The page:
Arguably the Premiership’s most controversial figure is Liverpool’s Luis Suarez. The Uruguayan has chomped down on Branislav Ivanovic, racially abused Patrice Evra and picked up a reputation for diving but is widely considered to be the best player in the league and if you asked any Liverpool fan is Suarez worth the hassle, you’d get an overwhelming yes.

Ouch! Suarez getting stuck in.

Ouch! Suarez getting stuck in.

One of the premier league’s first bad boys was bonkers Italian Paolo Di Canio who arrived in England at Sheffield Wednesday following a period at Celtic where he became a fan favourite. It was during his time with the Owls where he famously pushed referee Paul Alcock which saw him banned for 11 matches. He still finished as Wednesday’s top scorer. West Ham signed him soon after soon and Di Canio showed why, becoming a cult figure at Upton Park, scoring one of the best goals the league has ever seen and winning a fair play award for catching the ball instead of scoring when Everton Goalkeeper Paul Gerrard was down injured. He still had his controversial moments but Di Canio was the sort of player who was inspired by these. His best moment in a Hammers shirt came in a match against Bradford in 2000. When 2-4 down, Di Canio requested to come off following a number of penalty appeals were turned down. He stayed on and single handedly dragged West Ham kicking and screaming to a 5-4 win, including fighting a young Frank Lampard over who would take a penalty. Paolo won.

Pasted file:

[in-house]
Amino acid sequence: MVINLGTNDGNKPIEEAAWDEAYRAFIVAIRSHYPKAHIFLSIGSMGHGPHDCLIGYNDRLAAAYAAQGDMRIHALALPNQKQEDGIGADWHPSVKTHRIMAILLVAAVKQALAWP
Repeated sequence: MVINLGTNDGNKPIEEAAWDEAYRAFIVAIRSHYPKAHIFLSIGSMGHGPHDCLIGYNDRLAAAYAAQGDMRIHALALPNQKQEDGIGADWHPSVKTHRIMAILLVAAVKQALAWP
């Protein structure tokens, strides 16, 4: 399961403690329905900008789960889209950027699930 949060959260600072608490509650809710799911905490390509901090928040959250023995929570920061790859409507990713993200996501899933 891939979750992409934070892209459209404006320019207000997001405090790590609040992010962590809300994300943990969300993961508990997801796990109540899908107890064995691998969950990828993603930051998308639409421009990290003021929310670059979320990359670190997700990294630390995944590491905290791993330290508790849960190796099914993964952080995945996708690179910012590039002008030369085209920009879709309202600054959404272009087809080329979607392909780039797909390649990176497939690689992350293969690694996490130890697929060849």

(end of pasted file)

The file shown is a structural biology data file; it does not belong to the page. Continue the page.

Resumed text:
Di Canio’s controversies have continued in his managerial career, ill fated times at both Swindon and Sunderland have affected his career but not his ego. His spell on Weir-side was ill fated from the start, endless questions on his alleged fascist politics that were all but ignored in Swindon was quickly followed by Phil Bardsley being caught into a casino, Di Canio banning everything from Ketchup to Ice and a player revolt against him. His worst moment as Swindon boss came after a Carling Cup loss against Southampton when he had a scrap with striker Leon Clarke.